Focus on… who are these two people sitting in this room, what makes them different, what is the conflict, what is this all about? And limit yourself to having one way to express that on the page. The director and actors can enhance the dialogue, but [thinking beyond the page] can take away some of the variables of screenwriting, which can haunt you when you’re writing.

In one example, he mentioned the ticking clock, such as when writing a thriller. “What’s the ticking clock and how often do I cut back to the ticking clock? What’s my B story? How do I navigate B while struggling with A? But, if you’ve got a low budget two-hander, you don’t have to think about a lot of that stuff.”

Whatever can get you finishing the script, even if that means reducing the variables, I say go for it. On the other hand, I’m not saying don’t challenge yourself or be expansive, but if you want to make the writing process easier on yourself, I think that’s a good route.


Southside With You


If you haven’t seen Southside With You, the film is about the day Barack Obama met Michelle Robinson in Chicago. Tanne saw Obama in 2008 and was taken by their public relationship.

It felt authentic to me, even in the moments we were able to glimpse, which is very rare in political figures. I read his books, read about them, and I was at a point in life when I was falling in love for the first time and I liked their love story.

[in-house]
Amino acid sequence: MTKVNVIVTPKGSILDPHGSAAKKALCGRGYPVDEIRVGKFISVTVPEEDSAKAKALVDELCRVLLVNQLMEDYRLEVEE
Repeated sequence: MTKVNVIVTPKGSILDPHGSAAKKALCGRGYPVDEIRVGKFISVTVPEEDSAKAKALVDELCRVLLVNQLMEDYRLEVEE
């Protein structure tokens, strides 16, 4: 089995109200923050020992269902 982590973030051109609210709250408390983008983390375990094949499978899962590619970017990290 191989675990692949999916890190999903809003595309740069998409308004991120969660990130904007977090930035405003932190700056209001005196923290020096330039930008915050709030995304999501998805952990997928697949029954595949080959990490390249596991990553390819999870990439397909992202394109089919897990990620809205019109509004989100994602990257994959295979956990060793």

Creative Screenwriting Magazine

Tika Sumpter (Michelle Robinson) & Parker Sawyers (Barack Obama) in Southside With You

At the time, Obama wasn’t President Obama, so when the screenwriter jotted down the idea, he really didn’t know that he would be telling a story that many, many people might want to see.

The idea sat there with other ideas that collect dust, but I would look at it and go back to it. I wasn’t sure that I was the right person to tell this story or how you make a movie about real people who are still alive.

A friend actually gave his outline to Tika Sumpter, who loved the idea and agreed to play Michelle Obama. “That was enough of a motivator for me to sit down, get my ass into gear, and start writing.”